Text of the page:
In a recent interview with TIME magazine, Appleâ€™s legendary head of design Jony Ive was quoted as saying this, when it comes to designing a new product:Â
Objects and their manufacture are inseparable. You understand a product if you understand how itâ€™s made. I want to know what things are for, how they work, what they can or should be made of, before I even begin to think what they should look like.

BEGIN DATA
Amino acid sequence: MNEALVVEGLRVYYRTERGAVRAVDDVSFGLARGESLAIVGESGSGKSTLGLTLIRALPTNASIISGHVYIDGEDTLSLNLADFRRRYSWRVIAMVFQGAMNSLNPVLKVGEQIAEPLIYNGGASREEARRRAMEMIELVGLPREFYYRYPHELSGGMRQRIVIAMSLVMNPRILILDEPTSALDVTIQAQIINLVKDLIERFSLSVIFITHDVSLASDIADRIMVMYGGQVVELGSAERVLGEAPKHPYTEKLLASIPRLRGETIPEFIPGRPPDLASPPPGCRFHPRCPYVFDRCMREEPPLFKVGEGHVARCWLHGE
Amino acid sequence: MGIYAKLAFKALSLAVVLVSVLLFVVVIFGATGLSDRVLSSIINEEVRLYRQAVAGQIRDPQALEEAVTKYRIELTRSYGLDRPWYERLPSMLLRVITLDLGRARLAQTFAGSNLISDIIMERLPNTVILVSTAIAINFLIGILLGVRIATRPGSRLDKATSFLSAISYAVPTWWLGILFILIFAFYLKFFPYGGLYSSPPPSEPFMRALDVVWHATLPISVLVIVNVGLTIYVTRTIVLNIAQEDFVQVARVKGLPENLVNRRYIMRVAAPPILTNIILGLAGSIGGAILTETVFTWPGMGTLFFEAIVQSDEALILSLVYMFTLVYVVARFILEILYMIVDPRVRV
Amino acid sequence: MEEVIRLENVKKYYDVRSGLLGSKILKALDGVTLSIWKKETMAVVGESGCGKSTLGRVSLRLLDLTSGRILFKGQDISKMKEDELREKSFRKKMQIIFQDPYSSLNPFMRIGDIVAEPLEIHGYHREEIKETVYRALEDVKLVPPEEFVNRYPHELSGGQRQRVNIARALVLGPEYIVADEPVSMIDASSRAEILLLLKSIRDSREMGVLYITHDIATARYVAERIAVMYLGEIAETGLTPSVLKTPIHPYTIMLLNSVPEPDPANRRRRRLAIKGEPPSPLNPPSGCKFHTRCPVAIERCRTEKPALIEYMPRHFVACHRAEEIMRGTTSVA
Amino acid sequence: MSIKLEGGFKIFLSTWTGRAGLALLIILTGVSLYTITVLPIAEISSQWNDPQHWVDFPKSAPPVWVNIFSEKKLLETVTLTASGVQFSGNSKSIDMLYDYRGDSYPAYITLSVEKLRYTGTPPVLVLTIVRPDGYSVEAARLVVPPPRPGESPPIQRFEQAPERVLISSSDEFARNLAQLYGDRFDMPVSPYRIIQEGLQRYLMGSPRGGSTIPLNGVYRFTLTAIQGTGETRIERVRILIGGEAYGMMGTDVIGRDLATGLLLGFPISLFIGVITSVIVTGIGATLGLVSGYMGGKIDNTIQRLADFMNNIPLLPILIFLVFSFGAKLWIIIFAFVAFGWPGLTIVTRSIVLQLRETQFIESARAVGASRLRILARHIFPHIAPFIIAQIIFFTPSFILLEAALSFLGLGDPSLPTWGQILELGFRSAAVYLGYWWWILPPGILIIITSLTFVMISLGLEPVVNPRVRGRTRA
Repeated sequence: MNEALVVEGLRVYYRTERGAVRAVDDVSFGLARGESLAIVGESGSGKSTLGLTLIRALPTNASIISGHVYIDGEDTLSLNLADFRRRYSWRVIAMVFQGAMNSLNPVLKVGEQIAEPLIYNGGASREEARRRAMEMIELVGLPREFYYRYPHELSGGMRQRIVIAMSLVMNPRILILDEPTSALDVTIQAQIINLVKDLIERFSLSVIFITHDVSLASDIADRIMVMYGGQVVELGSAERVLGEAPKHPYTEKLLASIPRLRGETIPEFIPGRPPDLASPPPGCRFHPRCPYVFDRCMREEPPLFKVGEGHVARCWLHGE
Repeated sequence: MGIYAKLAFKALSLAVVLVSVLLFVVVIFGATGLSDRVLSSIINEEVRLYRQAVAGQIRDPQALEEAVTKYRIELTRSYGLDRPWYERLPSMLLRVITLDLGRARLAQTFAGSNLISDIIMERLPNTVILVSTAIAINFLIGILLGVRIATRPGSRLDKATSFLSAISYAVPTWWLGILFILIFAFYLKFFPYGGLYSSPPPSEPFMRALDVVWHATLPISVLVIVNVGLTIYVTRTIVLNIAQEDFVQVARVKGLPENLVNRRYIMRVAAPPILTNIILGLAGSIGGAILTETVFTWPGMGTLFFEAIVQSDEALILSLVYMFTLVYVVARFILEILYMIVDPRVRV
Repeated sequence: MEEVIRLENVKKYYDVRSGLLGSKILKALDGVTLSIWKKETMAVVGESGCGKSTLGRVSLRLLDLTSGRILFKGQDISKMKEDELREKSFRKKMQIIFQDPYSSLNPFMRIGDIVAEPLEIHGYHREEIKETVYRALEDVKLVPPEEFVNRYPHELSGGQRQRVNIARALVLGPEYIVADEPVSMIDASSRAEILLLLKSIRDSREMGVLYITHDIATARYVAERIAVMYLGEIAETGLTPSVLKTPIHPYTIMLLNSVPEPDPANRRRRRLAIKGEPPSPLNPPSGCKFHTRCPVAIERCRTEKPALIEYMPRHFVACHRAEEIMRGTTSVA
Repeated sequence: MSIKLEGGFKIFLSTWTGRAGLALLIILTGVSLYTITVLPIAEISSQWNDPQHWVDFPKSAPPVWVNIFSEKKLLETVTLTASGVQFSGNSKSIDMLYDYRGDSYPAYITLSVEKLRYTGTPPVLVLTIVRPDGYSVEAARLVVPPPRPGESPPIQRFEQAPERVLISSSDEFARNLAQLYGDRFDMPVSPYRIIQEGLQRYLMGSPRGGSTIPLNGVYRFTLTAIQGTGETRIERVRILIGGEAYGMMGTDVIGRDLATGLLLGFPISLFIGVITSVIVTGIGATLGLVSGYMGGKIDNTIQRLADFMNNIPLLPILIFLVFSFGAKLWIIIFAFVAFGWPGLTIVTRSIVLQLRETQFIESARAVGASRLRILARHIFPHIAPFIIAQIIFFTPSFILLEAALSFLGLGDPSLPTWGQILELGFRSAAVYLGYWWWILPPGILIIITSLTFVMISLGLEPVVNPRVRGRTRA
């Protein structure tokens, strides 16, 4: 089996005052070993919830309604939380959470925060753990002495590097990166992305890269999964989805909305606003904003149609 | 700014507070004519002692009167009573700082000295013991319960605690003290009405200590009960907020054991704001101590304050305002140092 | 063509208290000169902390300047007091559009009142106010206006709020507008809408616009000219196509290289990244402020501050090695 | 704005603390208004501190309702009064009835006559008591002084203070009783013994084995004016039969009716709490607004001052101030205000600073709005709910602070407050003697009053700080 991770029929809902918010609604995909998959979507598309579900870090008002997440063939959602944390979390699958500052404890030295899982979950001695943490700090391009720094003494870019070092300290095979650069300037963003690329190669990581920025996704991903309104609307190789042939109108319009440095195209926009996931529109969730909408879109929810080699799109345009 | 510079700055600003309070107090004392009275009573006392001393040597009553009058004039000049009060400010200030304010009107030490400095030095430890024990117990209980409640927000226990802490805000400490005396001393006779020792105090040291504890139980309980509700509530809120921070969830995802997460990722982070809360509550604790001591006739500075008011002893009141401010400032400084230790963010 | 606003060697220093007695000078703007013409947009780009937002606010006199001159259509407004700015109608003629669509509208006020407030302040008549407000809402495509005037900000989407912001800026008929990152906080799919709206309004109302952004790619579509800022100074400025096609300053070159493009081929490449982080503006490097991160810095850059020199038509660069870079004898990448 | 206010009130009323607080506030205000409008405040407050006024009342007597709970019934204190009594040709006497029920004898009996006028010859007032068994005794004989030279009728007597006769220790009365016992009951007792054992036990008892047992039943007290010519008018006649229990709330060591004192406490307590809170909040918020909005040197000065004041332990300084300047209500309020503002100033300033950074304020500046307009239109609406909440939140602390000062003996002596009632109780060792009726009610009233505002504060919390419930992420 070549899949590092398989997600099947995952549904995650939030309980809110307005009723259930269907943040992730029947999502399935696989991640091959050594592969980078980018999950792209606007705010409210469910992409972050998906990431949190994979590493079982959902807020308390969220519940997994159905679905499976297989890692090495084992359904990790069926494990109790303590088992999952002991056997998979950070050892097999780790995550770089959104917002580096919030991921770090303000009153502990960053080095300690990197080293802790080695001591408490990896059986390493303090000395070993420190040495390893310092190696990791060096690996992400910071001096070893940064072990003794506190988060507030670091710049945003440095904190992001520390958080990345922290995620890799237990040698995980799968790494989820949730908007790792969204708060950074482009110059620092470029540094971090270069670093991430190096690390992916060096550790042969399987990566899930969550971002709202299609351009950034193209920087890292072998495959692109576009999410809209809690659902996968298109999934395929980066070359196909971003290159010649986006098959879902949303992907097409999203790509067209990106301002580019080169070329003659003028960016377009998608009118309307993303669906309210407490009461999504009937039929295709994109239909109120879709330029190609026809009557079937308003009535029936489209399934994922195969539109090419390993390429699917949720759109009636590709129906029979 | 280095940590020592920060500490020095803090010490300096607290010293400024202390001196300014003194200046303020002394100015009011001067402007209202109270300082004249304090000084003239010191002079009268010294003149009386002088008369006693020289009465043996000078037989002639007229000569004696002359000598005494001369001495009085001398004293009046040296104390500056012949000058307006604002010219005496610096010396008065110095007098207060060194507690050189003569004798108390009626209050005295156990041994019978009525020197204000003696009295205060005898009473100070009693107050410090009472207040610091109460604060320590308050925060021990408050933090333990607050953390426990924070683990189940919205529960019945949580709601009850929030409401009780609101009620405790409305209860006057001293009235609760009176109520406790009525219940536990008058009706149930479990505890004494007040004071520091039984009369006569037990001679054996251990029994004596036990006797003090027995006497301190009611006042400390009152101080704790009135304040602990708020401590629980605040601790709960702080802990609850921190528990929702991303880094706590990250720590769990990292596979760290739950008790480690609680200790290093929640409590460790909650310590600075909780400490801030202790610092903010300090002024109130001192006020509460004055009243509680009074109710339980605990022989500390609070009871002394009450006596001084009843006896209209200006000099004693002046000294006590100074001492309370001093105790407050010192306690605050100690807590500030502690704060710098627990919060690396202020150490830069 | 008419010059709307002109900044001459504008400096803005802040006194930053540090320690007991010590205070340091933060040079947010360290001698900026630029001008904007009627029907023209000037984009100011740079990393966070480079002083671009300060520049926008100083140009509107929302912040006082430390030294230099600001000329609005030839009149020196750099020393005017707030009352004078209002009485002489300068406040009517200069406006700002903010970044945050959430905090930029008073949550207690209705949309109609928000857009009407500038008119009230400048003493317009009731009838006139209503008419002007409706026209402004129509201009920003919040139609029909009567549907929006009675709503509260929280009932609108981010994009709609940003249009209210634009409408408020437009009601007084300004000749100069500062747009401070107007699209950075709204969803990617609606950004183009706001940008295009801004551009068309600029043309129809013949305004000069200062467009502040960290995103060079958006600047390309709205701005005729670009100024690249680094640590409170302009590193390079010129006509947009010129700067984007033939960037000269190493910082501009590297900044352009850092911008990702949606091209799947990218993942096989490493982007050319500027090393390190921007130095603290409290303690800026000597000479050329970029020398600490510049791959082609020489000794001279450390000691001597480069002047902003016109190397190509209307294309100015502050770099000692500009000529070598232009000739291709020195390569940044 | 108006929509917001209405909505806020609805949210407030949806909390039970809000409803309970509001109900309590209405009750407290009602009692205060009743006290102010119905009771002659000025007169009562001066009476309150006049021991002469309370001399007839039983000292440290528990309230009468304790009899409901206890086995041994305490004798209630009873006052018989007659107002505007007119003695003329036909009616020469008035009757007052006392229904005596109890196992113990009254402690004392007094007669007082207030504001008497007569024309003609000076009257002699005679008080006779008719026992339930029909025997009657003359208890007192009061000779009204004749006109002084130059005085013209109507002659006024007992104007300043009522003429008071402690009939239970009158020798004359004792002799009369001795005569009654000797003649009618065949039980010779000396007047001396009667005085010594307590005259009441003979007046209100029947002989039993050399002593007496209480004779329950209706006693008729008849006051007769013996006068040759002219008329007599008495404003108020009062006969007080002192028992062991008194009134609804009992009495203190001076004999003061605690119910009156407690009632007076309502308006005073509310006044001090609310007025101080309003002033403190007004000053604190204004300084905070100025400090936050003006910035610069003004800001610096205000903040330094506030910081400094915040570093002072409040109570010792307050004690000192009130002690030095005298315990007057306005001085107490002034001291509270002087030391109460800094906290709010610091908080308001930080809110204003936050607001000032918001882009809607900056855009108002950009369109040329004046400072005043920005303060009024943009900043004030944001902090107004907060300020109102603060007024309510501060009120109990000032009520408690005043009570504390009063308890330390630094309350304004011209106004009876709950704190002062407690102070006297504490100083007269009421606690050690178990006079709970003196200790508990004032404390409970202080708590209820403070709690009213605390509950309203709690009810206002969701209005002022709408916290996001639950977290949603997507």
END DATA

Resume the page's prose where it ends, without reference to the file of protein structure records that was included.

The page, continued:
Exactly. This statement wholly captures my design attitude as I insert myself into a start-up context as the main, andâ€”for nowâ€”solo designer. For me to be a successful designer impacting the product (a web-based SaaS application for IT Admins) in a significant way, I canâ€™t simply jump to visual styles to beautifyâ€”as tempting as it may be! Iâ€™ve got to fundamentally understand the product purpose (why it exists and for whom it provides value), the product mechanics (how it all works, as a Big Data analytics tool for IT Datacenters) which means diving into some fairly demanding technical concepts around datacenter operations, and the product manufactureâ€”indeed, how it all gets coded up! What is the actual code construction process in terms of tools used and frameworks applied, for the front-end (like angular.js or CSS3) and back-end (leveraging AWS servers). The more complete my understanding of the product, then the more effective and influential I can be as a designer shaping a bonafide experience that respects the productâ€™s essence. And then…I can amplify the product to the next level via beautiful and rigorous design. Designing a software experience implies knowing how itâ€™s constructed, to have maximum impact.